5: Keep layering until you have a thick structure. If the tangles plan on sitting, they will need to hold their own weight. This will mean a lot of layers. Also, if using a beach ball, you will need a whole big enough to pull the ball through once deflated. SO keep that in mind as you layer.
6: Once done, let sit overnight to dry and cure completely. For the very large tangle, I would continue to layer after sitting overnight.
7: Now, the tricky part-deflating. If using a balloon, it’s easy. Just puncture where you tied it with a thin needle to make a small hole. It will slowly deflate on it’s own. You can then easily pull it out of one of the yarn holes. For some of the beach balls, you need to either 1) get your hands in their, squeeze the plastic blowing area so it releases air as you use your other hand to add pressure to the ball to deflate. Then pull the plastic out through the biggest hole. I realized after a few of these that my hands were causing the balls to distort in places. SO for the big one, I took a binder clip to the plastic blowing area so it is being squeezed together passively. I then threw a small ball of twine on the ball to add weight gently so it deflated slowly without much handling. Every once in awhile, I would move things in there and reposition the “weight”. After about an hour, the ball was deflated enough for me to simple pull out.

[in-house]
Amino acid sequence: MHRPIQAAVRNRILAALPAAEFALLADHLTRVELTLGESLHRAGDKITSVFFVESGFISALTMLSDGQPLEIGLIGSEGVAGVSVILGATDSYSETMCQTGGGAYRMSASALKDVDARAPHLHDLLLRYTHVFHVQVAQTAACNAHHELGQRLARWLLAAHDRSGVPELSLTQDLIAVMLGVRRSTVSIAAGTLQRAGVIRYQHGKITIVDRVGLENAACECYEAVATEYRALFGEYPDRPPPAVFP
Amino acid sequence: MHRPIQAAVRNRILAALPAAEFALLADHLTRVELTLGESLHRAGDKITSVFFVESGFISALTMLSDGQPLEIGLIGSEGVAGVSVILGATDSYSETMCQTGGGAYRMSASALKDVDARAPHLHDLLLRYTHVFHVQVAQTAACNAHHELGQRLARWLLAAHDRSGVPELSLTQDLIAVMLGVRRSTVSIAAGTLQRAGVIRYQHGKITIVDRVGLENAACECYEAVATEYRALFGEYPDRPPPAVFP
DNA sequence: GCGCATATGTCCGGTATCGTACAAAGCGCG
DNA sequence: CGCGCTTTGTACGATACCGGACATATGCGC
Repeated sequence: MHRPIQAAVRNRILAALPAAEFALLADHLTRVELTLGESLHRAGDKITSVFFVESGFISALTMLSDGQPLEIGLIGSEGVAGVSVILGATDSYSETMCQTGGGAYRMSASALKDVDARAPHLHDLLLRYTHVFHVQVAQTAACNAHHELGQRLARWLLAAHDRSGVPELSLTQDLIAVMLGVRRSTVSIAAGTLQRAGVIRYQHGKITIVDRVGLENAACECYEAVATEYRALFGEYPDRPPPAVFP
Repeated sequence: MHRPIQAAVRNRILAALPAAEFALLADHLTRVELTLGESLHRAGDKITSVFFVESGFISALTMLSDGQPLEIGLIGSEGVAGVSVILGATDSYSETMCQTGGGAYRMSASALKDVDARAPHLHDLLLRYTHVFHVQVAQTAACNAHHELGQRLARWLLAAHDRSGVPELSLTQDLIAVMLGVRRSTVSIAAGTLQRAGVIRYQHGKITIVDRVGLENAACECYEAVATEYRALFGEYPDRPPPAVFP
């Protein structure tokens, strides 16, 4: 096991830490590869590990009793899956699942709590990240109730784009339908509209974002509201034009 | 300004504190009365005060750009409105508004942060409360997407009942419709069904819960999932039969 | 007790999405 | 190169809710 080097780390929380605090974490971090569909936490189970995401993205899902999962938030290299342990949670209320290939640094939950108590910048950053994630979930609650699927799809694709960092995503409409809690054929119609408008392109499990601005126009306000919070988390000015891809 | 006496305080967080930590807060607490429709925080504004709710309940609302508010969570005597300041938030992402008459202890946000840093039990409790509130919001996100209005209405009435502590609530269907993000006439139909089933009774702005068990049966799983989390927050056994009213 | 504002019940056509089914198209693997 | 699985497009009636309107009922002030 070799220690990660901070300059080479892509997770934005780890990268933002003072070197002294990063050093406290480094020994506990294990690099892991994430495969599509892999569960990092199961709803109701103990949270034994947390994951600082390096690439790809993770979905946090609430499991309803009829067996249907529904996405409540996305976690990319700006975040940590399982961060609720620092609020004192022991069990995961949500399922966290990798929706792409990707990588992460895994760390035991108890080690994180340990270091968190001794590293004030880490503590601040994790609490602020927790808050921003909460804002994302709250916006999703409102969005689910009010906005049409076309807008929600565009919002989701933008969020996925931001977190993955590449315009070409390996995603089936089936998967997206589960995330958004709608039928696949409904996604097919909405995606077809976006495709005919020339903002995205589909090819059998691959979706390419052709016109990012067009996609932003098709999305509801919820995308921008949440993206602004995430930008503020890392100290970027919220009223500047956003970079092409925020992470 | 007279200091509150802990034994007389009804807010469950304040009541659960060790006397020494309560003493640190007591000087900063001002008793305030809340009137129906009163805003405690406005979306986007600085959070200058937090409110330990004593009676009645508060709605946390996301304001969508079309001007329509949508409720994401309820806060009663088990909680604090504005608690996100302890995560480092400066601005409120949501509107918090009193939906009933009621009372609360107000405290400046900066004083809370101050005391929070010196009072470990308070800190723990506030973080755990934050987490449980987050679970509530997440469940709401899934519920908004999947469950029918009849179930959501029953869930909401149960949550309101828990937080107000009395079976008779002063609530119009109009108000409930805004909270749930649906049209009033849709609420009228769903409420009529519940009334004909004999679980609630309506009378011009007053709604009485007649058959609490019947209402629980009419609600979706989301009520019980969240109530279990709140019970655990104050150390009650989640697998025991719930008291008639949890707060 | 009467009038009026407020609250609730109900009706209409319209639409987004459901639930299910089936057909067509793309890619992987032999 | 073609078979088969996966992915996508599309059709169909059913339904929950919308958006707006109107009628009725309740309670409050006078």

8: At this point, I found clear acrylic shellac to keep things stiff is a nice finish, or spray-painting them as well. We strung white Christmas lights through parts of them, but not through the whole tangle. The fact is, we found that the string lights were way too heavy for the tangles, and they collapsed after a few days. SO when we strung them, we kept them through the bottom just delicately to add some sparkle.
WE found the hard way that the best material that stays the stiffest-especially for the really big tangles is the most untreated material. That would be natural twine. It seems to suck up the stiffener the most and dry the strongest. We tried fashion eyelash yarn or some texture, and that pretty much was a disaster. We used regular white yarn that worked only if it was a smaller tangle and had many layers to the structure. You can play with other string, too. But my recommendation is that if you want it large and to hold it’s own weight, use something as untreated and raw as possible. Some yarns have dyes and chemical additives that may not do what you want it to do.
That’s about it! I am tangled out for a while!